4th January 2023

The early years and childcare system in England is broken. In its current form, it does not work for parents, it does not work for children and it does not work for childcare providers. Consequently, it does not work for our economy or our society.

We welcome the realisation from Government that relaxing staff-children ratios is not the answer. Reducing ratios would only put additional strain on a workforce which is already stretched to the limit, often for less than the living wage. We do, however, need urgent and transformative reforms to the system accompanied by proper investmentas has been done in other comparable economies such as Canada and Australia.

The economic case for investment in the early years is strong – it will increase participation and productivity. Fawcett’s recent polling for Equal Pay Day found over a third of women would like to work more paid hours but the lack of affordable childcare is a major barrier. This is an even bigger issue in the context of the cost-of-living crisis with more than two thirds of women (68%) we polled having struggled to pay their household bills in the last 6 months, rising to 80% for Black and minoritised women.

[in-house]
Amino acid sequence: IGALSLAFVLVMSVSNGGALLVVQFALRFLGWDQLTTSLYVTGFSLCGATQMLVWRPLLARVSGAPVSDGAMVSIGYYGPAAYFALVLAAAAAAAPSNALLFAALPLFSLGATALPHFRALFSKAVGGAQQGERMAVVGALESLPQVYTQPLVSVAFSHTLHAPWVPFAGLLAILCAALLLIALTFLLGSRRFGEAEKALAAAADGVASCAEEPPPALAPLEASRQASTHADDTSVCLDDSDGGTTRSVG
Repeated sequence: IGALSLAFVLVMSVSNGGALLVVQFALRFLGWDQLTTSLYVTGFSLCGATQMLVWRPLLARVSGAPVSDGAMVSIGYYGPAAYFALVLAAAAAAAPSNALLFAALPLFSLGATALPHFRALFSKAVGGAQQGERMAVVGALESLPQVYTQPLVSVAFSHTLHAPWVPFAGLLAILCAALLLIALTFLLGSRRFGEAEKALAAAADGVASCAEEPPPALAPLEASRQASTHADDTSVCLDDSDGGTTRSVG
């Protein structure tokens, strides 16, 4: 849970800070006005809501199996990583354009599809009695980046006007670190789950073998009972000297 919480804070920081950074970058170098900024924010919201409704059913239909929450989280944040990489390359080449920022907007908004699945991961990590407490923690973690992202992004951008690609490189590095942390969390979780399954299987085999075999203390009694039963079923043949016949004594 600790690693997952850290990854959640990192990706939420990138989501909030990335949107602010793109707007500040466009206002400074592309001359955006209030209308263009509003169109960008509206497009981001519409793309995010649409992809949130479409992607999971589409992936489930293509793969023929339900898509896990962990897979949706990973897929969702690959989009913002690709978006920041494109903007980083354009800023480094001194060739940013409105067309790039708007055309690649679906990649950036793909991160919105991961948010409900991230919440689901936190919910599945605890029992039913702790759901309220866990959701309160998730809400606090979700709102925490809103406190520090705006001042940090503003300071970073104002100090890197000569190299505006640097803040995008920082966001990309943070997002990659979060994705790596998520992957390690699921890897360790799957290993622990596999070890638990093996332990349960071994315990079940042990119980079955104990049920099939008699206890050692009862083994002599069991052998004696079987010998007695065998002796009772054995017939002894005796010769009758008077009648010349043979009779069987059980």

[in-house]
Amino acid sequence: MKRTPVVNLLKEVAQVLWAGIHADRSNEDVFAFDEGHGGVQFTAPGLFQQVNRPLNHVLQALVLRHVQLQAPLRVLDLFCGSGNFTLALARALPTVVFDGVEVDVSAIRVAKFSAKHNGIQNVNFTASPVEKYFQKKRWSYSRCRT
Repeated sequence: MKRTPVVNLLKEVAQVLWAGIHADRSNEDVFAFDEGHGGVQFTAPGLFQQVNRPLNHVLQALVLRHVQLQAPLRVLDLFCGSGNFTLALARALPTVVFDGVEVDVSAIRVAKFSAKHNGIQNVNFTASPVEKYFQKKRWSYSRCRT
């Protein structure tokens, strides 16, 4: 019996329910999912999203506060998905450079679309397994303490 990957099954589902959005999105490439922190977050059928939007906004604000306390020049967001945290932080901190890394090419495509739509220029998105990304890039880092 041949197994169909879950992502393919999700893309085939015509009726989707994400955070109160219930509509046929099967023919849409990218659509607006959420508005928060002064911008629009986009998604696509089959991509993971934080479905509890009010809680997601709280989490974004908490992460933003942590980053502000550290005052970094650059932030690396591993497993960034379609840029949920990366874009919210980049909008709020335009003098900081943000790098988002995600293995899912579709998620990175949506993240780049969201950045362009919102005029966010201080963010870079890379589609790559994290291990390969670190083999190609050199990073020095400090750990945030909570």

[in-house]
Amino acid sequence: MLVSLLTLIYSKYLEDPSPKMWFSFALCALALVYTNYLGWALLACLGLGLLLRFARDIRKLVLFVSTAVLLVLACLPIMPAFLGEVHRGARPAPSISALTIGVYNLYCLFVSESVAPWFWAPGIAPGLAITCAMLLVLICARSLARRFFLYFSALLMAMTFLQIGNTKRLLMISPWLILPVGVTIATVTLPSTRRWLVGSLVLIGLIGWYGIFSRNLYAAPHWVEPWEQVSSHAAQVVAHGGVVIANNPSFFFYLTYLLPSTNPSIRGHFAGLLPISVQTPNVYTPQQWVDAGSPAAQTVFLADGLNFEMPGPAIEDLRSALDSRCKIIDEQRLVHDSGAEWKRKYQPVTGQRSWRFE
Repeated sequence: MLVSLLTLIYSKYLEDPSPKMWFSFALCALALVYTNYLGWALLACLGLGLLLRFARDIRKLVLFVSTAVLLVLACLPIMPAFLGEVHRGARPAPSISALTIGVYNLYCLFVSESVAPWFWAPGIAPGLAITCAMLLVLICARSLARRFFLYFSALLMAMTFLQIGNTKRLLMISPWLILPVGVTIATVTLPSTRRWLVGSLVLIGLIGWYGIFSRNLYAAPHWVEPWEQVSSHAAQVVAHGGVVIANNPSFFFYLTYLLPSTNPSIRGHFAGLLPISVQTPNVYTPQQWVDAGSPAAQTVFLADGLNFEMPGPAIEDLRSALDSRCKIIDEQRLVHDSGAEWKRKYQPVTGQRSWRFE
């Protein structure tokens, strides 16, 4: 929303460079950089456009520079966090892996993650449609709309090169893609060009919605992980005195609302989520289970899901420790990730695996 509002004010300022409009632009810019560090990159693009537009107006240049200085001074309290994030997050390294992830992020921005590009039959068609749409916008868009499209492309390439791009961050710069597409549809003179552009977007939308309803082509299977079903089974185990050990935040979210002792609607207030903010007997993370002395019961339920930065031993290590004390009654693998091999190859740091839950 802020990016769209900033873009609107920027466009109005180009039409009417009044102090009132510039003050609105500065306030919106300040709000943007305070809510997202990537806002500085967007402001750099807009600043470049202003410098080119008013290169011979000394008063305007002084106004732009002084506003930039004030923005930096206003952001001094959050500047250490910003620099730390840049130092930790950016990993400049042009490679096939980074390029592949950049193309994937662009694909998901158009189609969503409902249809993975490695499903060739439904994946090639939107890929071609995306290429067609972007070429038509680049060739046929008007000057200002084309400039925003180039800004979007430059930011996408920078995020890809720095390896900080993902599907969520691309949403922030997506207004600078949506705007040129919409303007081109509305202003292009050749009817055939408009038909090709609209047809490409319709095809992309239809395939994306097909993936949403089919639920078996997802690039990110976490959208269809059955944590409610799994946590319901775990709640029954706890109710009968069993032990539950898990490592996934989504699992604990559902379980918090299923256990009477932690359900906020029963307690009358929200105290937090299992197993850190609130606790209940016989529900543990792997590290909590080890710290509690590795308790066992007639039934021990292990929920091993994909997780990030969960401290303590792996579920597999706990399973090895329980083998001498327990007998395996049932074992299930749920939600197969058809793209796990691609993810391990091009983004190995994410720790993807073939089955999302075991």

Along with being good for the economy, investment in childcare is an election winning issue. Fawcett’s recent polling indicates that when deciding which party to vote for in a General Election, affordable childcare is important to 75% of women in marginal red wall constituencies. Given that women’s votes can win or lose elections, political parties should take notice– they must focus on women’s voices and experiences, and make sure they are reflected in manifestos.  

We call on Government and on all political parties to stop tinkering at the edges. We need wholesale reform to make our early years sector more affordable while also ensuring all children have the best start in life.